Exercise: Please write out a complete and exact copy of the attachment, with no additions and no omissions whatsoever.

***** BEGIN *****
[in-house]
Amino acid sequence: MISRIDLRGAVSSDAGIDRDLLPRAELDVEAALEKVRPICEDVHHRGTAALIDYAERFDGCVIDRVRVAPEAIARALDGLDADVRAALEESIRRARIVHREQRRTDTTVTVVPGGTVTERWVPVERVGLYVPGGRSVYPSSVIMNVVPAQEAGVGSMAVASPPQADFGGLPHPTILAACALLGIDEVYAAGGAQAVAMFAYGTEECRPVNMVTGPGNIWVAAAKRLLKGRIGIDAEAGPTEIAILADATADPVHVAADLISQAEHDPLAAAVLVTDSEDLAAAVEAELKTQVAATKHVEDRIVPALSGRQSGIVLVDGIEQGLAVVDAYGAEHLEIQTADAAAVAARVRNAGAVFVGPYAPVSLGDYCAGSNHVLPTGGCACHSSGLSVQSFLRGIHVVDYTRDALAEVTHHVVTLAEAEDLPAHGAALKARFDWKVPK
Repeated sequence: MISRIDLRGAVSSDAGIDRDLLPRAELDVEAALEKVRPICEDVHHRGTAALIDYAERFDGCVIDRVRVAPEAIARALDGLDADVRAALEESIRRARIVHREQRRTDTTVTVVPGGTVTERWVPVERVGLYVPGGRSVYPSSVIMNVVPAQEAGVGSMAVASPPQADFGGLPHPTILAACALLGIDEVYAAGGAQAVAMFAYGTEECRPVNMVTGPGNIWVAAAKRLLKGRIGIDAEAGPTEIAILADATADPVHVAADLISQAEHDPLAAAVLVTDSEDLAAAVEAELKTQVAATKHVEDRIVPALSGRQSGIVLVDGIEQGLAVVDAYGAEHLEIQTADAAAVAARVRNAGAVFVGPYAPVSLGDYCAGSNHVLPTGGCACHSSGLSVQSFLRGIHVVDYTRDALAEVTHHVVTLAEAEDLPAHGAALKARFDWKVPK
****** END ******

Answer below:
[in-house]
Amino acid sequence: MISRIDLRGAVSSDAGIDRDLLPRAELDVEAALEKVRPICEDVHHRGTAALIDYAERFDGCVIDRVRVAPEAIARALDGLDADVRAALEESIRRARIVHREQRRTDTTVTVVPGGTVTERWVPVERVGLYVPGGRSVYPSSVIMNVVPAQEAGVGSMAVASPPQADFGGLPHPTILAACALLGIDEVYAAGGAQAVAMFAYGTEECRPVNMVTGPGNIWVAAAKRLLKGRIGIDAEAGPTEIAILADATADPVHVAADLISQAEHDPLAAAVLVTDSEDLAAAVEAELKTQVAATKHVEDRIVPALSGRQSGIVLVDGIEQGLAVVDAYGAEHLEIQTADAAAVAARVRNAGAVFVGPYAPVSLGDYCAGSNHVLPTGGCACHSSGLSVQSFLRGIHVVDYTRDALAEVTHHVVTLAEAEDLPAHGAALKARFDWKVPK
Repeated sequence: MISRIDLRGAVSSDAGIDRDLLPRAELDVEAALEKVRPICEDVHHRGTAALIDYAERFDGCVIDRVRVAPEAIARALDGLDADVRAALEESIRRARIVHREQRRTDTTVTVVPGGTVTERWVPVERVGLYVPGGRSVYPSSVIMNVVPAQEAGVGSMAVASPPQADFGGLPHPTILAACALLGIDEVYAAGGAQAVAMFAYGTEECRPVNMVTGPGNIWVAAAKRLLKGRIGIDAEAGPTEIAILADATADPVHVAADLISQAEHDPLAAAVLVTDSEDLAAAVEAELKTQVAATKHVEDRIVPALSGRQSGIVLVDGIEQGLAVVDAYGAEHLEIQTADAAAVAARVRNAGAVFVGPYAPVSLGDYCAGSNHVLPTGGCACHSSGLSVQSFLRGIHVVDYTRDALAEVTHHVVTLAEAEDLPAHGAALKARFDWKVPK